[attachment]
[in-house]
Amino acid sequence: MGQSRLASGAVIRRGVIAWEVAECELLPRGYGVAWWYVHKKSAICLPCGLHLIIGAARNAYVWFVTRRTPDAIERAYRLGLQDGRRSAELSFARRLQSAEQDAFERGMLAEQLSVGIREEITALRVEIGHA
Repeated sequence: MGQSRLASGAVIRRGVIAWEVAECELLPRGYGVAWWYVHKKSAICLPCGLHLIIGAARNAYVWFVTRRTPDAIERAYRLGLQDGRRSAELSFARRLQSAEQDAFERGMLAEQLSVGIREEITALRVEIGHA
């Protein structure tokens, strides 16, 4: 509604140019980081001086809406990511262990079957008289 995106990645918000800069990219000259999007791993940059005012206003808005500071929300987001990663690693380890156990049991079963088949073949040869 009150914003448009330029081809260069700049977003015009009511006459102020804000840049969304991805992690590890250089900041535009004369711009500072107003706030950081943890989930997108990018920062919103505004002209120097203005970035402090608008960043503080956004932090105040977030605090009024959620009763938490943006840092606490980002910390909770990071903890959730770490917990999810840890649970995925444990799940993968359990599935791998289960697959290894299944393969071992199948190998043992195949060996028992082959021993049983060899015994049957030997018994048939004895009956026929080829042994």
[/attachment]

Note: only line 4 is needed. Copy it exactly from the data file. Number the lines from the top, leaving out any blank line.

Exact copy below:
């Protein structure tokens, strides 16, 4: 509604140019980081001086809406990511262990079957008289 995106990645918000800069990219000259999007791993940059005012206003808005500071929300987001990663690693380890156990049991079963088949073949040869 009150914003448009330029081809260069700049977003015009009511006459102020804000840049969304991805992690590890250089900041535009004369711009500072107003706030950081943890989930997108990018920062919103505004002209120097203005970035402090608008960043503080956004932090105040977030605090009024959620009763938490943006840092606490980002910390909770990071903890959730770490917990999810840890649970995925444990799940993968359990599935791998289960697959290894299944393969071992199948190998043992195949060996028992082959021993049983060899015994049957030997018994048939004895009956026929080829042994």